5 points played in the opening game with Federer holding comfortably at 15. I allocated 4 units to Federer and 1 to Djokovic. Novak held his serve at love so he moves ahead with a total of 5 units to Federer’s 4. Federer broke in 6th game to win the first set 6-3. Since all points are not equal, he earned extra credit for the break and winning the set.

He eventually defeated Djokovic 6-3, 3-6, 6-4, 6-3 to face Murray in the final. Feeling confident, this time I decided to record each point in a spreadsheet and published a chart at the end of each set:

After title #17, Federer reached 3 more finals, each one against Novak Djokovic. The first was at Wimbledon 2014 which he lost 7–6(9–7), 4–6, 6–7(4–7), 7–5, 4–6. Not expecting a win, I followed the game without recording each point. The fourth set was one of the best I have ever seen and in the early exchanges of 5th, it looked as if Roger was about to stage an upset. Both these players met again at the same stage in Wimbledon 2015. Feeling more confident this time, the spreadsheet was out as a lucky charm for #18. Unaware of his 100% record in winning grand slam finals when I kept a tally of each point, Roger lost in 4 sets 6–7(1–7), 7–6(12–10), 4–6, 3–6.

Another final at US Open against the familiar foe ended 4–6, 7–5, 4–6, 4–6. 2016 was a repeat of 2013 with no appearance in any slam final. After his semi-final exit, injury kept Roger away for 6 months. Jun 2010 prediction of 20 titles or more was quietly downgraded to 50 QF appearances.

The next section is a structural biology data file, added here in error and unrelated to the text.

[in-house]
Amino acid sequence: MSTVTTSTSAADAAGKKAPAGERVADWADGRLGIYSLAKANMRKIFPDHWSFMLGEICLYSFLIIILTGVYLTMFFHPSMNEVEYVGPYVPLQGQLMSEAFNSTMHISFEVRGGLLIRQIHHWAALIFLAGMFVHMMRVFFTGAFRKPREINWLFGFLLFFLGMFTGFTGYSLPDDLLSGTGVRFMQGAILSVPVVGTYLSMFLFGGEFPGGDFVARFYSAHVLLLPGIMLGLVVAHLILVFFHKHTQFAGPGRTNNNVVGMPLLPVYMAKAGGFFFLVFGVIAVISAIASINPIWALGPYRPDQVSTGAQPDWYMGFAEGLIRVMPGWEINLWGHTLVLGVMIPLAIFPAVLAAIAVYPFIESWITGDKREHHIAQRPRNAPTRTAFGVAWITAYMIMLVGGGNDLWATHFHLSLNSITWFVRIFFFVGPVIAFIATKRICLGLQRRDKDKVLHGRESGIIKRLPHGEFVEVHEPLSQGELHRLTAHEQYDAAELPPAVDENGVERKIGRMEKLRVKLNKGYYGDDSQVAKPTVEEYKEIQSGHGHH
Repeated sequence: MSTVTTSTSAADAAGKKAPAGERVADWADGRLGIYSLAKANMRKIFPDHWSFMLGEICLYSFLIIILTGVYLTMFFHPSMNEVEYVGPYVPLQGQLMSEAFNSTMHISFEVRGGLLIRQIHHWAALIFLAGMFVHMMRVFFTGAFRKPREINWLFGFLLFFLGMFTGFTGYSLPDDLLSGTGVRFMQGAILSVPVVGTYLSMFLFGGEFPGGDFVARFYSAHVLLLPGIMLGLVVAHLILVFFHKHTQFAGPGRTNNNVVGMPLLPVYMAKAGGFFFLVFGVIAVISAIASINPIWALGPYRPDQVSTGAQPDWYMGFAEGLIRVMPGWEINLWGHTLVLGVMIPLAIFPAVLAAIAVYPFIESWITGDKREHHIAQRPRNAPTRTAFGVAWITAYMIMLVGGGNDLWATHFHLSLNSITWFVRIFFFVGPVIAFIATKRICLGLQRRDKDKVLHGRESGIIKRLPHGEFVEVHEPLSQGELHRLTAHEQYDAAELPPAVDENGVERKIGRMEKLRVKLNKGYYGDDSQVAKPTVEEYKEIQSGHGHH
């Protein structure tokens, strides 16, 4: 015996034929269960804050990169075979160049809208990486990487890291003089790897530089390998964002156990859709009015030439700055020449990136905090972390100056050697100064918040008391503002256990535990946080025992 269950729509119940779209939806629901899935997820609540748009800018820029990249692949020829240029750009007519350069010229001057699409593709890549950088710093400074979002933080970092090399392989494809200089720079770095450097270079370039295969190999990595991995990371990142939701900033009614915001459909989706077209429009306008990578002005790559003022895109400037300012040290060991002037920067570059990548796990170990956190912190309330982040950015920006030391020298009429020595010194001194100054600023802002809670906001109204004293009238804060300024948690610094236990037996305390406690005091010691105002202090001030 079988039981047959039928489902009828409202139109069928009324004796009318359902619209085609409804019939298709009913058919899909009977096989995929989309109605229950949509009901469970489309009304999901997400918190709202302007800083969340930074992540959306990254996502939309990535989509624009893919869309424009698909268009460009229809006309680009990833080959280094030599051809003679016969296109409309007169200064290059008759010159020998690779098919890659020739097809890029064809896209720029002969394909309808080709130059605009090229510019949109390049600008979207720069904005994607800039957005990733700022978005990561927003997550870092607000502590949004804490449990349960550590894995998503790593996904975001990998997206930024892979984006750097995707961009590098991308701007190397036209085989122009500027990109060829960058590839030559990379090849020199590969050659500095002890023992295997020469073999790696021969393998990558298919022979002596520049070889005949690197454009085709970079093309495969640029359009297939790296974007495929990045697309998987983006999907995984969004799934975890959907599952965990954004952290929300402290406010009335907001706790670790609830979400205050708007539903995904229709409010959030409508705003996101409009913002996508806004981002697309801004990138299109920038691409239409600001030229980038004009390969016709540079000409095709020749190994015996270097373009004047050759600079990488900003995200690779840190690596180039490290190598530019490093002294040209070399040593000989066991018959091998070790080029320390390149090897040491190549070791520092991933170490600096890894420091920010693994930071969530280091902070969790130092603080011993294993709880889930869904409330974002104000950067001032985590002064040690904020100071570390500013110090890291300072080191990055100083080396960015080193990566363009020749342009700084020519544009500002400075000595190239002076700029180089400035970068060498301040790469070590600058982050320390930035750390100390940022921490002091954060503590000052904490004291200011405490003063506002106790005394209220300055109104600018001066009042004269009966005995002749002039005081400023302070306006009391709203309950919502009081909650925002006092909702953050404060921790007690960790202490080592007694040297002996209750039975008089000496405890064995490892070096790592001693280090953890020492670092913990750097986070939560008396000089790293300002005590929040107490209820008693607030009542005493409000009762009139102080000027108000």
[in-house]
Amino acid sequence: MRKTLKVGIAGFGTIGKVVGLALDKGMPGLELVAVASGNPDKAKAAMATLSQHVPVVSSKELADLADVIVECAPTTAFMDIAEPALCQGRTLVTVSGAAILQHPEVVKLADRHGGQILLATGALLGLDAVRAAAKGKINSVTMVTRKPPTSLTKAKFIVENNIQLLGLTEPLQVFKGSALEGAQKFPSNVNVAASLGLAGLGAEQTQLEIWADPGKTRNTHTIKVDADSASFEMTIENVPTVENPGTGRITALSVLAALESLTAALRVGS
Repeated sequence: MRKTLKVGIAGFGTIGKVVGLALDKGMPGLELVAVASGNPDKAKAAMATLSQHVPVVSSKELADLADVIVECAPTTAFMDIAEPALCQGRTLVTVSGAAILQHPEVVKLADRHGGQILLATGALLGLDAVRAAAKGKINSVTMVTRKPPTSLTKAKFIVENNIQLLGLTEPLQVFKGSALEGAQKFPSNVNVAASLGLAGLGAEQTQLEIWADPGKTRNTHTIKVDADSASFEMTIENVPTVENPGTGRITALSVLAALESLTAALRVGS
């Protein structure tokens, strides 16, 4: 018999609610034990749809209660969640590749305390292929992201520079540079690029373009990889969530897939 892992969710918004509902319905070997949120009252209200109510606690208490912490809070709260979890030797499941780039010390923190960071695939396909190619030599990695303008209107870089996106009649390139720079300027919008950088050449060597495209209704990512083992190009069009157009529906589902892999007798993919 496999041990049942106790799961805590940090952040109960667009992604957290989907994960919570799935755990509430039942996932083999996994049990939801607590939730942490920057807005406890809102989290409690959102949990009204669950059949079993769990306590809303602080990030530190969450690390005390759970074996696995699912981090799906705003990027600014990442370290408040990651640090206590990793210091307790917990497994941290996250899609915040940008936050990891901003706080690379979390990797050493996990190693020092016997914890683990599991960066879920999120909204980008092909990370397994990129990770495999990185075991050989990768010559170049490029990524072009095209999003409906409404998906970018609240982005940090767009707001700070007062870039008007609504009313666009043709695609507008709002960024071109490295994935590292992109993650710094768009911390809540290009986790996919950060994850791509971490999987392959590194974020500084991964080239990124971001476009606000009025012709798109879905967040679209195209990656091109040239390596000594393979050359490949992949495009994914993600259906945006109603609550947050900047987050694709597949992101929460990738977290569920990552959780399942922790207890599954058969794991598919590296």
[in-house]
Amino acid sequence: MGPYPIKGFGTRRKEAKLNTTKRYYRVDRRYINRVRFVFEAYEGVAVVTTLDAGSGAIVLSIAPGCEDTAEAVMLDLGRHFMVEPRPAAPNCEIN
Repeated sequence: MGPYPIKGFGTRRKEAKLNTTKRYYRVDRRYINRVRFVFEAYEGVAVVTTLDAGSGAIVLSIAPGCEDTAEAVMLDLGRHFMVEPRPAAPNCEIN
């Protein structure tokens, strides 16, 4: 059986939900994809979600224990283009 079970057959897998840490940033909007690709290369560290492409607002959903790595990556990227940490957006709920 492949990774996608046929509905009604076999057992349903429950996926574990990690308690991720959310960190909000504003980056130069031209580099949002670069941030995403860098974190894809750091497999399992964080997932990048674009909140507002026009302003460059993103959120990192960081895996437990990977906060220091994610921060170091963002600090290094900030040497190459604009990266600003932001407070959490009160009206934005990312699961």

The unfathomable Roger-Rafa final happened at the Australian Open 2017. Spreadsheet was out. All points recorded. The break in opening game of the final set did not diminish the hope and soon 1-3 deficit was overturned by winning the next 5 games.

Federer won 6–4, 3–6, 6–1, 3–6, 6–3. Three sets finished in 9 games but ebbs and flows of each one are different. Following illustrations should help understand how the game unfolded.


In the sparring first set, both treated each other with respect. 4 of the 10 games were held at love and 2 more at 15. 3 other games went as far as 30. The pivotal game was the seventh. Federer went up 0-15. Nadal levelled at 15-15. Federer went ahead 15-30. A perfect drive volley earned him a break point and a wide cross-court by Nadal handed him the game.

Federer won 6-4 in the first set. There were 10 games, each player serving 5 times.The background alternates between blue and dushy pink representing Nadal and Federer serves. Red and Dark Blue colours are used to chart the progress of points won by Federer and Nadal. There are no units or grid lines on y-axis as the actual value of allocated points is immaterial. The state of the game is revealed by the difference between the line curves. On x-axis, each tick represents a point played. Total points played in each game are clearly mentioned. Each player is expected to win on serve hence no additional points for winning a game on serve. We can see that the dark blue curve rises after each tick in the first game while the red one remains at zero. This represents a love hold for Nadal. There are 6 points in the next game with no sharp difference between 2 curves. It means Federer held at 30. Nadal holds at 30 in 3rd game. Federer wins at 15 in 4th. Two love holds in 5th and 6th game. 7th game is the pivotal one where we see the red curve rising sharply denoting a break point. The next tick shows red curve rising slightly which means Federer broke. A love hold in 8th for Federer. Nadal holds a 6 point 9th game. Federer served out in 10th game. Even sharper increase denotes a set point for Federer and the next point concludes the set in his favour.